Tuesday, July 15, 2008

Dundalk – bare arsed cheek

“Barry’s is a good place,” said Bill, describing a good sandwich place in Dundalk town. “A bit small. The kind of place where you have to leave one arse cheek out the door.”

Brendan retorted, quick as you like: “Not that you’d be wanting to leave an arse cheek out in the open anywhere in that part of town.”

Ah yes, the banter of the clubhouse. I had just finished a round of golf with the two boys on the old, mature and rather classic parkland that is Dundalk Golf Club. Long, tree-lined, up and down and very enjoyable.

[Photo: par 3 9th]

It’s funny how you meet people who have an instant reaction to who you are. Bill was very interested in the book because his wife writes a lot of articles on golf destinations for various newspapers and magazines. Which is exactly what I want to do when I finish this book.

It wasn’t exactly what you call a good round. I had a N/R – having lost three golf balls in the first eight holes – and when Bill found one and donated it on the 8th I was too embarrassed to lose it. Here’s me playing off 7 and Bill is a mid-teen handicapper who plays a few times a year.

I tried to catch up with Leslie Walker, the pro. We have history, having gone to the same school in Dublin and played on The High School golf team in the Leinster School Boys Cup. The competition is a two pair, fourball better ball matchplay event. Every score counts, so even if you’re 13 up you keep going. On a day I will never forget we played Malahide in the semi-finals, on Malahide’s old golf course. Alan and I were 1 up playing the 17th and Leslie was behind and in complete control of their match. I had a six inch putt to win the whole thing and ended up on the side of the green waiting for the opposition to finish. I knocked the ball back and forth impatiently and got penalised for testing the speed of the green. We ended up losing the entire match. Malahide then went on and lost in the final at which point we discovered that the opponent who called the penalty on me had left Malahide the year before and was therefore ineligible to play. Salt in the wound you might say. It didn’t stop Leslie’s impressive rise into the PGA ranks, but I was a broken man with shattered dreams. I have never recovered.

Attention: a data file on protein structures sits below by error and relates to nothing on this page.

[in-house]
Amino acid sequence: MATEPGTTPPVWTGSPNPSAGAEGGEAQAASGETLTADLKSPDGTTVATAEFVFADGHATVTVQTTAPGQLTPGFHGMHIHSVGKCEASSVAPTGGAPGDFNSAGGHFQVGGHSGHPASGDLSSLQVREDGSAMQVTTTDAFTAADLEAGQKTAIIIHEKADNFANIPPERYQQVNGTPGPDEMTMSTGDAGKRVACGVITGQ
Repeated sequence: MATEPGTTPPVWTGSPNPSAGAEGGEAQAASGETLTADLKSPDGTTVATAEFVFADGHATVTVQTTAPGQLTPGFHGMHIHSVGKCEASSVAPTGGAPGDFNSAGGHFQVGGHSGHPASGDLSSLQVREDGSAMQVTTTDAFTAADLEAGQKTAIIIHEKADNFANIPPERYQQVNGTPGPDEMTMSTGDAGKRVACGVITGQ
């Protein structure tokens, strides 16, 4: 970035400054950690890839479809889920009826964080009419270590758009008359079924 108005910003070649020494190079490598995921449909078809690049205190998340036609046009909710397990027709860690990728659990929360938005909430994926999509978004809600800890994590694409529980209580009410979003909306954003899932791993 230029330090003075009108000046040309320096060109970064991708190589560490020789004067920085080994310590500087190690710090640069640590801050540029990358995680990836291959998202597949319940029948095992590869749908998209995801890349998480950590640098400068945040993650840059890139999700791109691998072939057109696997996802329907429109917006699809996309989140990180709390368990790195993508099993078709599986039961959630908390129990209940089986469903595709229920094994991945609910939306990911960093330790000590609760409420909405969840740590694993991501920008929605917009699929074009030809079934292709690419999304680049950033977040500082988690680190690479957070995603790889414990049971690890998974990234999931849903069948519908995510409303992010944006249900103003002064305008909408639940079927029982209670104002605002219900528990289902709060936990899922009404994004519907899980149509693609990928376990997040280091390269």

[Photo: par 4 3rd]

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